Isaac Davison

Isaac Davison is a NZ Herald political reporter.

Feuding couples to pay for dispute resolution

Feuding couples will have to pay $900 if they want state support for resolving their disputes. Photo / File.
Feuding couples will have to pay $900 if they want state support for resolving their disputes. Photo / File.

Feuding couples will have to pay $900 if they want state support for resolving their disputes as the Government aims to preserve the Family Court for cases involving vulnerable children and domestic violence.

The first major reforms of the Family Court will focus the role of the system on serious and urgent disputes, while attempting to resolve all other matters out of court and as quickly as possible.

This meant lawyers would play less of a role in the new court system, with parents expected to represent themselves on routine cases such as day-to-day care of children.

Announcing the reforms yesterday, Justice Minister Judith Collins said: "I see a lot of value in encouraging people not to come to the court in the first place.

"Families are going to be far happier and resolutions are going to be far more concrete if they can be encouraged and helped to actually resolve the dispute themselves."

She spoke of the stress to children of being dragged through the court system, interviewed by lawyers, and made to wait an average of 12 months for a settlement.

The reforms would scrap free counselling sessions for resolving conflict. Families which used to be able to get six free counselling sessions, would have to pay a fee of $897 to access a new Family Dispute Resolution (FDR) service.

The Opposition said this charge effectively privatised dispute resolution services, and would be a barrier for families caught up in unhappy domestic situations.

Labour's justice spokesman Charles Chauvel said: "Combined with cuts to legal aid that have already been made, and those yet to be announced, it paints a bleak picture. Family disputes that should be resolved quickly and freely will now be prolonged - in some cases indefinitely."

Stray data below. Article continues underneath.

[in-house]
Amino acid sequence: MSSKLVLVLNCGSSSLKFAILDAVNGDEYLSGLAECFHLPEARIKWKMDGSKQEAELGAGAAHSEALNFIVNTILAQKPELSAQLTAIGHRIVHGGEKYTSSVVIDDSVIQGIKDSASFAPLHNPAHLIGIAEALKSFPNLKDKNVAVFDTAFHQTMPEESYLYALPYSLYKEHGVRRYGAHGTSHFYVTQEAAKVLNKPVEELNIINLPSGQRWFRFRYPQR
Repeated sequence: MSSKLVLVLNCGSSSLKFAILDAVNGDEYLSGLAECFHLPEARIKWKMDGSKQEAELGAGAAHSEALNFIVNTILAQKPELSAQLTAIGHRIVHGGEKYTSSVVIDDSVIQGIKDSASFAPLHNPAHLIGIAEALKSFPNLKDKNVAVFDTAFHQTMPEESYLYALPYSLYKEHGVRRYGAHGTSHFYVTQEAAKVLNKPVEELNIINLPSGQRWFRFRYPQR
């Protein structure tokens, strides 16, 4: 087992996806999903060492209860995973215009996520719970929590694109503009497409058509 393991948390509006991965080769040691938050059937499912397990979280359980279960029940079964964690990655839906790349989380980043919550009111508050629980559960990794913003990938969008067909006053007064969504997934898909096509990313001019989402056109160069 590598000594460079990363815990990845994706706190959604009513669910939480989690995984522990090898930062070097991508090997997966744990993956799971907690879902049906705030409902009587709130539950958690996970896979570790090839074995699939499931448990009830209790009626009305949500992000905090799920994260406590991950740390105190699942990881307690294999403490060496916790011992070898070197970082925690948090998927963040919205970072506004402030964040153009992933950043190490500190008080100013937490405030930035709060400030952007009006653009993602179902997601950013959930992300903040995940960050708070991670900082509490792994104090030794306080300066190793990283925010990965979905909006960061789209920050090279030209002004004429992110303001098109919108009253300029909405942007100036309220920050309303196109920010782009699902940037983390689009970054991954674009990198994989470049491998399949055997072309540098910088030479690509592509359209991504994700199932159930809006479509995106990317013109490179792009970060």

Mrs Collins said lower income earners would be subsidised, and the remaining cost was the equivalent of an hour's legal fees.

Asked whether removing free counselling services could be counter-productive to resolving conflict, she said counsellors would be employed at the FDR. A judge could also order counselling for a family.

Under the reforms, applications to the Family Court would be divided into priorities, or "tracks". Urgent cases, such as those involving danger to children, would go immediately before a court.

For all other cases - such as deciding which parent a child spends a holiday with - parents would have to defend themselves. They would be provided with resources such as a affidavit template to make up for not having lawyers.

If a resolution could not be found, a formal hearing involving lawyers would be called.

When former Justice Minister Simon Power called for a review of the Family Court last year, a total of 51 family court judges were dealing with up to 65,000 court applications a year.

The changes were expected to encourage 4000 disputes a year to be resolved at home instead of in court.

They would also save $70 million over four years, including $9 million a year from scrapping the counselling service.

THE CHANGES

* Replaces free counselling with dispute resolution service, which charges $900.

* Families must go through the service before taking their case to court, unless it is an urgent case.

* Creates three new routes through court, one for serious cases, two for routine cases.

* Lawyers will only be present for serious cases, parents will represent themselves otherwise.

* Increases penalty for breaching protection orders, from 2 to 3 years jail.

* Classes "economic abuse", such as withholding money, as domestic abuse.

- NZ Herald

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